arranging and conducting of conferences

November was a big month for the pirate Blackbeard. He captured the vessel La Concorde in November 1717, and renamed her Queen Anne's Revenge. He died in a battle against Lt. Robert Maynard with the British Royal Navy in November 1718. The wreck of the purported Queen Anne's Revenge was found near Beaufort in November 1996. On Nov. 20, 2009, researchers will show how they are bringing Blackbeard back to life at the QAR Conservation Lab in Greenville.The 11 a.m. media presentation will include remarks on the progress of the QAR project, and discussion of the essential role of conservation to recover, study and exhibit the wreck's rich archaeological on sale tiffany rings remains. Conservators will outline work on cannons in various stages of conservation, showcase mystery items revealed through x-ray, such as two mug-like objects possibly used to test black powder, copper cuff links, and other artifacts to be exhibited at the N.C. Maritime Museum in Beaufort. The exceptional artifact recovered this fall, a grapnel anchor, and other objects also will be shown.

Recovering concretion covered cannons and grenades, flecks of gold, or pig bones from a dinner long ago, is just the beginning of the investigation into pirate life and proving the wreck is Blackbeard's reduced tiffany vessel. More than a quarter million artifacts have been recovered by this project. Until January 2010, many of the conserved artifacts will be exhibited in the Knights of the Black Flag exhibit at the N.C. Museum of History in Raleigh.QAR Project Director Mark Wilde-Ramsing will give a status update and preview 2010 activity. Chief Conservator Sarah Watkins-Kenney will review the types of artifacts and 12-step conservation process. Nautical Archaeologist and Blackbeard expert David Moore will explain how all the evidence marks this shipwreck as the Queen Anne's Revenge.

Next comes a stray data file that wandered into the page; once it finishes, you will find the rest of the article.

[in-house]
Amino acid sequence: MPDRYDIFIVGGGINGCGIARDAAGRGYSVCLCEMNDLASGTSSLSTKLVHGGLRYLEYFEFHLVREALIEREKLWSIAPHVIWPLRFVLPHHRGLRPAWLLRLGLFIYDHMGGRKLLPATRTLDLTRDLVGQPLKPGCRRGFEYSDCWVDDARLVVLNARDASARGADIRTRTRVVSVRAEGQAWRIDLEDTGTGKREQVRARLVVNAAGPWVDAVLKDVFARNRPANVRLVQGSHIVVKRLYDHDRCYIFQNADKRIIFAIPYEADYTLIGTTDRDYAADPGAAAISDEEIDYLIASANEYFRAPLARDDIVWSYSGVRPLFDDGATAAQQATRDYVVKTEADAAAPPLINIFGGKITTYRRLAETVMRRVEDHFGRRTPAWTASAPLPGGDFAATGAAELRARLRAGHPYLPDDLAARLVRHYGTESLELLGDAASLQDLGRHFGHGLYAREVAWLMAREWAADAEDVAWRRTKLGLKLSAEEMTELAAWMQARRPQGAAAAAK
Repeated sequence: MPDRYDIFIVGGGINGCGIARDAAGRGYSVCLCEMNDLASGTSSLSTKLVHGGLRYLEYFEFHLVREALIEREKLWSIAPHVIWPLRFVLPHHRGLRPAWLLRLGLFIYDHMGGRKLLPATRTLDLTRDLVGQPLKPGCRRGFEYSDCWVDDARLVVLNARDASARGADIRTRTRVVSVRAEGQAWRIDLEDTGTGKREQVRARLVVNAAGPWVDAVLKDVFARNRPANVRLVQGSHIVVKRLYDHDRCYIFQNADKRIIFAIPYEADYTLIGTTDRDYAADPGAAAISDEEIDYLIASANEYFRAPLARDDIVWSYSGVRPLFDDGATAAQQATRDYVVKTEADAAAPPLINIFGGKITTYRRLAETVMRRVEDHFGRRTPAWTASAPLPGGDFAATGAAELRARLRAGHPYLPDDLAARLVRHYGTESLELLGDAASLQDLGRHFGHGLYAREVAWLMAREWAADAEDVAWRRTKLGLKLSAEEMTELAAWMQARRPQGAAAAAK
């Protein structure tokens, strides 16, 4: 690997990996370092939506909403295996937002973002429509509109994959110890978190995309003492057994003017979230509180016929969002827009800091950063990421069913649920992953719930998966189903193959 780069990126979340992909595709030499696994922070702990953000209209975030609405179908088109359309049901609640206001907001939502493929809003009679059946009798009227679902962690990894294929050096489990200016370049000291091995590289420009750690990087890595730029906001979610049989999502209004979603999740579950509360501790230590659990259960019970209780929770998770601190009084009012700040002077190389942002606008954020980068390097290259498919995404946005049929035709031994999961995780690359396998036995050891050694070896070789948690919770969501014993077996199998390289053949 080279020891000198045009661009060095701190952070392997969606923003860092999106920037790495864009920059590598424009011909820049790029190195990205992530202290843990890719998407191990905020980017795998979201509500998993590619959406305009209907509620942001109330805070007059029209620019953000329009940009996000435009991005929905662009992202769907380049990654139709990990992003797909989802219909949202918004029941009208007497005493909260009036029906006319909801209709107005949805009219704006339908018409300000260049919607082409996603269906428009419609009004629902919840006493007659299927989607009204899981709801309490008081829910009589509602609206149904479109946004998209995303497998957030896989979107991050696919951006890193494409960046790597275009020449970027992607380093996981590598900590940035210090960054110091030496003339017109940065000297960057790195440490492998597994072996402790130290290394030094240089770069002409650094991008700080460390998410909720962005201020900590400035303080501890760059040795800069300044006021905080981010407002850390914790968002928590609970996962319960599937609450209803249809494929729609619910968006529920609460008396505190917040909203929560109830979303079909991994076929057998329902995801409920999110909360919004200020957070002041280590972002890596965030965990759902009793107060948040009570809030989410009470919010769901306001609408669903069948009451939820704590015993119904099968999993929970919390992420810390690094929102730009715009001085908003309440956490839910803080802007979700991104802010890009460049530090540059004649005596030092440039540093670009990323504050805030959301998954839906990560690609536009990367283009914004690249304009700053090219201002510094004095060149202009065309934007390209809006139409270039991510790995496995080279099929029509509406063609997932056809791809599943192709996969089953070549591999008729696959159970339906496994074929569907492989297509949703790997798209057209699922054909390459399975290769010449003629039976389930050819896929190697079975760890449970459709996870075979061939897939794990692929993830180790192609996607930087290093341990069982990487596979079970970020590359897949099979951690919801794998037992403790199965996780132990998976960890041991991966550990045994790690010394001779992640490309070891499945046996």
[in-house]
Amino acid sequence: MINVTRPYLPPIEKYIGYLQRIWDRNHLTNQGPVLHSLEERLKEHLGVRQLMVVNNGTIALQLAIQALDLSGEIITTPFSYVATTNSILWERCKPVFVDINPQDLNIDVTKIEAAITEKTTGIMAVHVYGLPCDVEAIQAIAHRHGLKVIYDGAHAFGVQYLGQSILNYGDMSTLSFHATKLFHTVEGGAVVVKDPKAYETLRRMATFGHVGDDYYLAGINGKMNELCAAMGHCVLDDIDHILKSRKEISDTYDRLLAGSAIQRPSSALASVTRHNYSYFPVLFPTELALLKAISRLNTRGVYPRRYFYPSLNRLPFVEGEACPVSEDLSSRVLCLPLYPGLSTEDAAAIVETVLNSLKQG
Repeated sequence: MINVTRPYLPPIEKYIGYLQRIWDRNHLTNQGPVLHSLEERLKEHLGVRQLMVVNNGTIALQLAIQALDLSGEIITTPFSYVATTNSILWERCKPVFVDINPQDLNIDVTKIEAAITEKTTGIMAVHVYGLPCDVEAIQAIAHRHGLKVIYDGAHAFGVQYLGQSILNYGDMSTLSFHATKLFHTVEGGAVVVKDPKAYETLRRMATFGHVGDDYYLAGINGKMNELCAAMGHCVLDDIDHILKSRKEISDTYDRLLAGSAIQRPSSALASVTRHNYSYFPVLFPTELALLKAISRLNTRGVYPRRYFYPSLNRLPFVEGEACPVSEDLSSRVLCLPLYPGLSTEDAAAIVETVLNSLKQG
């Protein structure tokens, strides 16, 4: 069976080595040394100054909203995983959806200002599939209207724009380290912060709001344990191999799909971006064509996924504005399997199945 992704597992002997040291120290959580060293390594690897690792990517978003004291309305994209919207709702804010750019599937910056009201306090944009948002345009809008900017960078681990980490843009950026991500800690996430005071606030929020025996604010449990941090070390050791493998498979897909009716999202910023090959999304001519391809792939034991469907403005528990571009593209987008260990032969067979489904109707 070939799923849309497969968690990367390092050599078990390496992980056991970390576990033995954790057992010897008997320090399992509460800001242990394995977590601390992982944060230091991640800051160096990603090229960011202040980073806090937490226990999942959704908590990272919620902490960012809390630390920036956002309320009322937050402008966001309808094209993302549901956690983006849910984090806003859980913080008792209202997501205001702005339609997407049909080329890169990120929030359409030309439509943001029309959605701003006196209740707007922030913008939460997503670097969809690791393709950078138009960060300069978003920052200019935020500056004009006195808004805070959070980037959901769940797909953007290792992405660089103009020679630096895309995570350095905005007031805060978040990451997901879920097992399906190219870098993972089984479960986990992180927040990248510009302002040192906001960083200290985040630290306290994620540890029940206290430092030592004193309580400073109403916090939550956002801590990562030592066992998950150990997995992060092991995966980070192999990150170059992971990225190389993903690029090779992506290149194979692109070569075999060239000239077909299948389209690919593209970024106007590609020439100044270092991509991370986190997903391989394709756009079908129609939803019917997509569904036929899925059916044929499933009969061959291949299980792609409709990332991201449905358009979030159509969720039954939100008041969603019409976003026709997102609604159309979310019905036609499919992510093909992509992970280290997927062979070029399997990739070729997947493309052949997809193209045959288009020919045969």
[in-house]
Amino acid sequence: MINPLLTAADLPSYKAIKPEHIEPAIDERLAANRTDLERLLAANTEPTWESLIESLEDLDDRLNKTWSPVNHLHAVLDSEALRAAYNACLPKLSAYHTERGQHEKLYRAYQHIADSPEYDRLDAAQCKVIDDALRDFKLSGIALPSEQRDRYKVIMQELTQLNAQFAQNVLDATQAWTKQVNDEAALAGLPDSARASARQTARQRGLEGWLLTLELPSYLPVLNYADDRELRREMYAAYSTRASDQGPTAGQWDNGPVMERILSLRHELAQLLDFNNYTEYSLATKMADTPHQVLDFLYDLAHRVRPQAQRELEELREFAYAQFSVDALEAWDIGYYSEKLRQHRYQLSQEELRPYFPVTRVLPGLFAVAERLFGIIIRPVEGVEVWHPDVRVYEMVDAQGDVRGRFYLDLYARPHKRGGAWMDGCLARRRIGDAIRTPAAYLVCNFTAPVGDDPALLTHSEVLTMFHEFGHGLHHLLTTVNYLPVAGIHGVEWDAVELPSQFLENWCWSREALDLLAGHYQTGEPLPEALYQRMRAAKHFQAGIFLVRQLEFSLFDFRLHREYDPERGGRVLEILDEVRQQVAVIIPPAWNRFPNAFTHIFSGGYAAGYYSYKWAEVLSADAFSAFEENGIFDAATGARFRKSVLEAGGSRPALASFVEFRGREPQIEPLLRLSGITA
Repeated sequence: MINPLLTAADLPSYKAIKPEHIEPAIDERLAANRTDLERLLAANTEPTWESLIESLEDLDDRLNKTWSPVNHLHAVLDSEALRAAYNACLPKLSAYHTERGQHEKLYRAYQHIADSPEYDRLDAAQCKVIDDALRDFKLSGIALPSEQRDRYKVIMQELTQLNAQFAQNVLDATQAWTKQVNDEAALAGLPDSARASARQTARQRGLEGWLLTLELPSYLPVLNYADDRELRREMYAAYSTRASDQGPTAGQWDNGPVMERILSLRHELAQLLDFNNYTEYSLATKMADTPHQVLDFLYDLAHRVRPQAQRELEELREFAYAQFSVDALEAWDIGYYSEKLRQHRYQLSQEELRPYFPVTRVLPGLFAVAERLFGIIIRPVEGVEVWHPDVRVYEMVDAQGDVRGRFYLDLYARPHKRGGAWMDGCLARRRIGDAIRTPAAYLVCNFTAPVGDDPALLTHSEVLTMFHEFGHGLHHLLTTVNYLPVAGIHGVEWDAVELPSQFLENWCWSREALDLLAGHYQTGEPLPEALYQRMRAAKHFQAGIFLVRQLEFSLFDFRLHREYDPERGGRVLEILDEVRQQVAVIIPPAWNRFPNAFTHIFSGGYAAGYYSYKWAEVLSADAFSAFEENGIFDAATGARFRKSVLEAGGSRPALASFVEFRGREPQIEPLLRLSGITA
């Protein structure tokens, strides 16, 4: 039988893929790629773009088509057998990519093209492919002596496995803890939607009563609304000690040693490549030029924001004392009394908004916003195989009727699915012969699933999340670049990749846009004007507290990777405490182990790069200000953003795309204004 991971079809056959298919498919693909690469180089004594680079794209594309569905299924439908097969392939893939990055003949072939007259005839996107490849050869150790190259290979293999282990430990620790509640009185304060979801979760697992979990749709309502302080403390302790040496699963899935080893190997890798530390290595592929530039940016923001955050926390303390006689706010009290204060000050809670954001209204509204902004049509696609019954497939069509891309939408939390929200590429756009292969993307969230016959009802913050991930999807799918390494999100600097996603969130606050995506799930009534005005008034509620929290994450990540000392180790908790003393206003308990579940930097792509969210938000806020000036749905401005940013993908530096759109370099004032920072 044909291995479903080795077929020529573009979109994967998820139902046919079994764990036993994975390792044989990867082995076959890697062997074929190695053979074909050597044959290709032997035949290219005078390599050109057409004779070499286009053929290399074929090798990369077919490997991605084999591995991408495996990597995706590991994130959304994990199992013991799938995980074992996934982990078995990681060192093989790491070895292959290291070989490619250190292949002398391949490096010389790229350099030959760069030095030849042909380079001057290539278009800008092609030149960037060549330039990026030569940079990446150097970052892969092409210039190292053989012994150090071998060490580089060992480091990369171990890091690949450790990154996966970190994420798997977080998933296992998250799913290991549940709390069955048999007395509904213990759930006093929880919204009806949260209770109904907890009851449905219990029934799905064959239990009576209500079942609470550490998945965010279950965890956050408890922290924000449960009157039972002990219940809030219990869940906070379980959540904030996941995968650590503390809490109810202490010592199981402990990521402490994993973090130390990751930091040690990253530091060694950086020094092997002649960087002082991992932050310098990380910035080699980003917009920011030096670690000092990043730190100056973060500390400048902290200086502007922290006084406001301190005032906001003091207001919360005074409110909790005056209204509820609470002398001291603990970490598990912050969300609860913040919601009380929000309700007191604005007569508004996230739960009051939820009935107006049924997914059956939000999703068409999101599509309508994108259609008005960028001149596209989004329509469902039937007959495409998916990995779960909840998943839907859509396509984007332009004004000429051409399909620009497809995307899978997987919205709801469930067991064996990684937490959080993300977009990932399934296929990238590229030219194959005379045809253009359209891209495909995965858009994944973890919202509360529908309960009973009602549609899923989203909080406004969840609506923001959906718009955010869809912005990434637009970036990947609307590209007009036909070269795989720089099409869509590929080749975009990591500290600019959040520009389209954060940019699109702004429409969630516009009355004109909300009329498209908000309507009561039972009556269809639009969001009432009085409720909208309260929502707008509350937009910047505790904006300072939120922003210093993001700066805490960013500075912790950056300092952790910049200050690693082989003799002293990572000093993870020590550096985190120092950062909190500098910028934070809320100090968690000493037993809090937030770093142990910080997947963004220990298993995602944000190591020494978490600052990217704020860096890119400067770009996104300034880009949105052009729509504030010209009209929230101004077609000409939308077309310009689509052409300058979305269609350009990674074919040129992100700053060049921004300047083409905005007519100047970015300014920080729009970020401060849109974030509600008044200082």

This wreck was located in November 1996 by Intersal, Inc., with information provided to Operations Director Mike Daniel by company president Phil Masters. Archaeologists with the Underwater Archaeology reduced tiffany bracelets Branch and N.C. Maritime Museum in the N.C. Department of Cultural Resources have led research on the wreck for more than 12 years.

The description of the mark registered is "Badges, keyrings, signs, statues and statuettes. Cuff links, tie pins, tie slides, badges of precious metals, keyrings and fobs. Brochures, magazines, printed matter, books, photographs, periodical publications, stickers, car stickers, adhesive labels and motifs, posters. Licence holders, plaques, figurines, key chains, key chain tags. Mugs, glasses, glassware, tankards, earthenware. Banners, pennants, flags;textiles and textile goods. Polo shirts, baseball caps; articles of clothing, headgear and footwear. Blazer badges, cloth badges, badges for wear, badges, buttons and bars not of reduced tiffany earrings precious metal, rosettes. Golf balls, sporting equipment, golf umbrellas; apparatus for playing sports. Club services; arranging and conducting of conferences, council meetings and congresses: publication of texts, publishing of downloadable electronic material; publishing by electronic means; publishing of printed matter, magazines, books, newspapers, pamphlets, journals, news sheets, newsletters; entertainment services; production of video recordings.."